Hemp provides a significant source of the omega-6 fatty acid, gamma-linolenic acid (GLA). Prociuk et al. (2008) investigated whether dietary hempseed inhibits platelet aggregation under normal and hypercholesterolemic conditions. Male New Zealand white rabbits were fed one of six dietary interventions: regular control diet (RG); control diet + 10% hempseed (HP); control diet + 10% partially delipidated hempseed (DHP); control diet + 0.5% cholesterol (OL); control diet + 0.5% cholesterol + 10% hempseed (OLHP); control diet + 5% coconut oil (CO). After 8 weeks, blood was collected for testing. The animals fed hempseed (HP and OLHP) displayed elevated plasma levels of PUFAs and a prominent enhancement in GLA levels. The results of this study demonstrated that when hempseed is added to a cholesterol-enriched diet, cholesterol-induced platelet aggregation returns to control levels. This normalization is not due to a reduction in plasma cholesterol levels, but may be partly due to increased levels of plasma GLA.
Linda Milo Ohr,
Allen, R.R., Carson, L., Kwik-Uribe, C., Evans, E.M., and Erdman, Jr., J.W. 2008. Daily consumption of a dark chocolate containing flavanols and added sterol esters affects cardiovascular risk factors in a normotensive population with elevated cholesterol. J. Nutr. 138: 725-731.
ABC. 2009. The traveling nut: researchers from around the world explore the impact of almonds on the body. Press release, Almond Board of California, Modesto, Calif., April 21.
AHA. 2007. Americans’ awareness, knowledge and behaviors regarding fats: 2006–2007. Consumer survey highlights, American Heart Association, Dallas, Texas.
Barry Callebaut. 2008. New research on Acticoa™ in the spotlight at HIE 2008: Barry Callebaut’s Acticoa chocolate helps to maintain healthy blood pressure. Press release, Barry Callebaut, Zurich, Switzerland, Nov. 4.
Beulensa, J.W.J., Botsa, M.L., Atsmaa, F., Bartelinka, M.-L.E.L., Prokopb, M., Geleijnsec, J.M., Wittemand, J.C.M., Grobbeea, D.E., and van der Schouwa, Y.T. 2009. High dietary menaquinone intake is associated with reduced coronary calcifi cation. Atherosclerosis 203: 489-493.
Cargill. 2006. Clinical study on Cargill’s Barliv™ Barley Beta-Glucan to be presented at American Diabetes Association’s 66th Scientific Sessions. Press release, Cargill Inc., Minneapolis, Minn., June 9.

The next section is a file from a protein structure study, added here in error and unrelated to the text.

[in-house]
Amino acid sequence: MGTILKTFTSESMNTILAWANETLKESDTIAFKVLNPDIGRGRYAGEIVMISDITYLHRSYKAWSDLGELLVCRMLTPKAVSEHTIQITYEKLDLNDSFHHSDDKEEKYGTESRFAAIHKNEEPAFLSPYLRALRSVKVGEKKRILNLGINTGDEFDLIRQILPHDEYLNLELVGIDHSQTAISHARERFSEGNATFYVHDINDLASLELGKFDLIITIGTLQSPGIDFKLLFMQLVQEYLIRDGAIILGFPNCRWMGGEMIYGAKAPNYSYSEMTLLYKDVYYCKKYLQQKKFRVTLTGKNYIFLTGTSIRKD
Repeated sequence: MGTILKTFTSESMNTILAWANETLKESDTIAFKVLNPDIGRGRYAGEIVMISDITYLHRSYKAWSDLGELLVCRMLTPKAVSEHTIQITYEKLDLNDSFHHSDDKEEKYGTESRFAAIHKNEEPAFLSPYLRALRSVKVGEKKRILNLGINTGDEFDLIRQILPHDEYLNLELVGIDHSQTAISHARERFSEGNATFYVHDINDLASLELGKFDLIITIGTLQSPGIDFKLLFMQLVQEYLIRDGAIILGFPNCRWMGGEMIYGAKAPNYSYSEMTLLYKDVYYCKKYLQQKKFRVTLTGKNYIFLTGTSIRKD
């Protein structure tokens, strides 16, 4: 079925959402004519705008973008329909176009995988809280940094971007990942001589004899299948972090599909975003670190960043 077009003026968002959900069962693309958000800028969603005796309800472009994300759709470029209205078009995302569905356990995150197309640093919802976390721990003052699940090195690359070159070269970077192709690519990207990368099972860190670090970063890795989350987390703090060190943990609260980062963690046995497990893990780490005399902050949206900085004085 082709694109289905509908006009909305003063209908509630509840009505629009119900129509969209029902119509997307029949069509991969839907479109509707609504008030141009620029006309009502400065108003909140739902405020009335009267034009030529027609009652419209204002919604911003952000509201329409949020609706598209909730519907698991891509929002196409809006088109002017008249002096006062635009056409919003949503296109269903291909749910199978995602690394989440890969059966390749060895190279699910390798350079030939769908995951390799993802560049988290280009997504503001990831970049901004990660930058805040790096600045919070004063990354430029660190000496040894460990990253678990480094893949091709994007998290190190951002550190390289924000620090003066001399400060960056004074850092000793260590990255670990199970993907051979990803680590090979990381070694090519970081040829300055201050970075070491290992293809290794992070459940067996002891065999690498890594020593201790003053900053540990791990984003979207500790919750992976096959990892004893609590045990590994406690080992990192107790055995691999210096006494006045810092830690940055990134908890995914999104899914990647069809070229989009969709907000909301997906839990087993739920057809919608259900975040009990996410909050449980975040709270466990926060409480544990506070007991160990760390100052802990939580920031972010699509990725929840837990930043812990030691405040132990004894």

Harris, W.S., Mozaff arian, D., Rimm, E., Kris-Etherton, P., Rudel, L.L., Appel, L.J., Engler, M.M., Engler, M.B., and Sacks, F. 2009. Omega-6 fatty acids and risk for cardiovascular disease: A science advisory from the American Heart Association Nutrition Subcommittee of the Council on Nutrition, Physical Activity, and Metabolism; Council on Cardiovascular Nursing; and Council on Epidemiology and Prevention. Circulation 119: 902-907.
Larkin, T.A., Astheimer, L.B., and Price, W.E. 2009. Dietary combination of soy with a probiotic or prebiotic food significantly reduces total and LDL cholesterol in mildly hypercholesterolaemic subjects. Eur. J. Clin. Nutr. 63: 238-245.
McDonald, A. 2008. Effects of soy protein on total cholesterol and LDL-cholesterol. Review of published studies. 1998–2008. Radiant Research Group, Chicago, Ill., May 23.
Prociuk, M.A., Edel, A.L., Richard, M.N., Gavel, N.T., Ander, B.P., Dupasquier, C.M.C., and Pierce, G.N. 2008. Cholesterol-induced stimulation of platelet aggregation is prevented by a hempseed-enriched diet. Can. J. Physiol. Pharmacol. 86: 153-159.
Rajaram, S., Haddad, E.J., Mejia, A., and Sabaté, J. 2009. Walnuts and fatty fish influence different serum lipid fractions in normal to mildly hyperlipidemic individuals: a randomized controlled study. Am. J. Clin. Nutr. 89: 1657-1663.
Volek, J.S., Judelson, D.A., Silvestre, R., Yamamoto, L.M., Spiering, B.A., Hatfield, D.L., Vingren, J.L., Quann, E.E., Anderson, J.M., Maresh, C.M., and Kraemer, W.J. 2008. Effects of carnitine supplementation on flow-mediated dilation and vascular inflammatory responses to a high-fat meal in healthy young adults. American Journal Cardiology 102: 1413-1417.